160 pages, 50 line figures
The study of spatial processes and their applications is an important topic in statistics and finds wide application particularly in computer vision and image processing. This book is devoted to statistical inference in spatial statistics and is intended for specialists needing an introduction to the subject and to its applications. One of the themes of the book is the demonstration of how these techniques give new insights into classical procedures (including new examples in likelihood theory) and newer statistical paradigms such as Monte-Carlo inference and pseudo-likelihood.
Professor Ripley also stresses the importance of edge effects and of lack of a unique asymptotic setting in spatial problems. Throughout, the author discusses the foundational issues posed and the difficulties, both computational and philosophical, which arise. The final chapters consider image restoration and segmentation methods and the averaging and summarising of images. Thus, the book will find wide appeal to researchers in computer vision, image processing, and those applying microscopy in biology, geology and materials science, as well as to statisticians interested in the foundations of their discipline.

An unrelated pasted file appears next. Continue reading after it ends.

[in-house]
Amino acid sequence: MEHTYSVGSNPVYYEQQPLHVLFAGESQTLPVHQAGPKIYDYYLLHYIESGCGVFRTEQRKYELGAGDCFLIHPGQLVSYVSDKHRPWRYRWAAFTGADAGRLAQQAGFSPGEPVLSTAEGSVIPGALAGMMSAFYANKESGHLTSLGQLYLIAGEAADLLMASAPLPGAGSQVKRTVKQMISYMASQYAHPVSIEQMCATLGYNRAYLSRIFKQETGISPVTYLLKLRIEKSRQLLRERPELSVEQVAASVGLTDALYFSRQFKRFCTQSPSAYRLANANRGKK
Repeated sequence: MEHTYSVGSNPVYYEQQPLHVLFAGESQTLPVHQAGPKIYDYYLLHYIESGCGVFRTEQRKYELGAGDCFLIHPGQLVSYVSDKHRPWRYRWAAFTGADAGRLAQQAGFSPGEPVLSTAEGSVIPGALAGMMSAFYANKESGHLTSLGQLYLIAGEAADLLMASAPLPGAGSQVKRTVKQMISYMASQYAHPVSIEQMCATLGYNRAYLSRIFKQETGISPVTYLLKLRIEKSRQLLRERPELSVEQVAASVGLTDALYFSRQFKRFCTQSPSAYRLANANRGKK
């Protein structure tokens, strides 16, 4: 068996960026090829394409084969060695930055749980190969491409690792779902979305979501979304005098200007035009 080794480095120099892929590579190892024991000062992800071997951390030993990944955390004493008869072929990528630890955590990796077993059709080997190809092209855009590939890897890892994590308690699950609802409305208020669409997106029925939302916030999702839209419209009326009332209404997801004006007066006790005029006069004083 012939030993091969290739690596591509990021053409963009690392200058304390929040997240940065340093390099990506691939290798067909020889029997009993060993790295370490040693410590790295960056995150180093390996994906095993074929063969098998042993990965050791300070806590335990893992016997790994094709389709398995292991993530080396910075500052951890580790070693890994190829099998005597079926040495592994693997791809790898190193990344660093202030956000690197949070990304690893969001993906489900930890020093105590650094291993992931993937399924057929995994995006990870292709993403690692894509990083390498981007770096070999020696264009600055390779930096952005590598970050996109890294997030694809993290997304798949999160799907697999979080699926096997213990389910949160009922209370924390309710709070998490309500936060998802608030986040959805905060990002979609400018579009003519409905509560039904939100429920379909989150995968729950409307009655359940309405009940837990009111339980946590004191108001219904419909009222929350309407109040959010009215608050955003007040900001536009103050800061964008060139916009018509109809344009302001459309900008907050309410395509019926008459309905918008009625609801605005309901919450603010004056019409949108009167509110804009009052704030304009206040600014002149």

' ... this monograph is required reading for anyone interested in the theory of spatial processes.' Biometrics 'All in all, a beautiful introduction to this important area and highly recommended.' Mededelingen van het Wiskundig Genootschap
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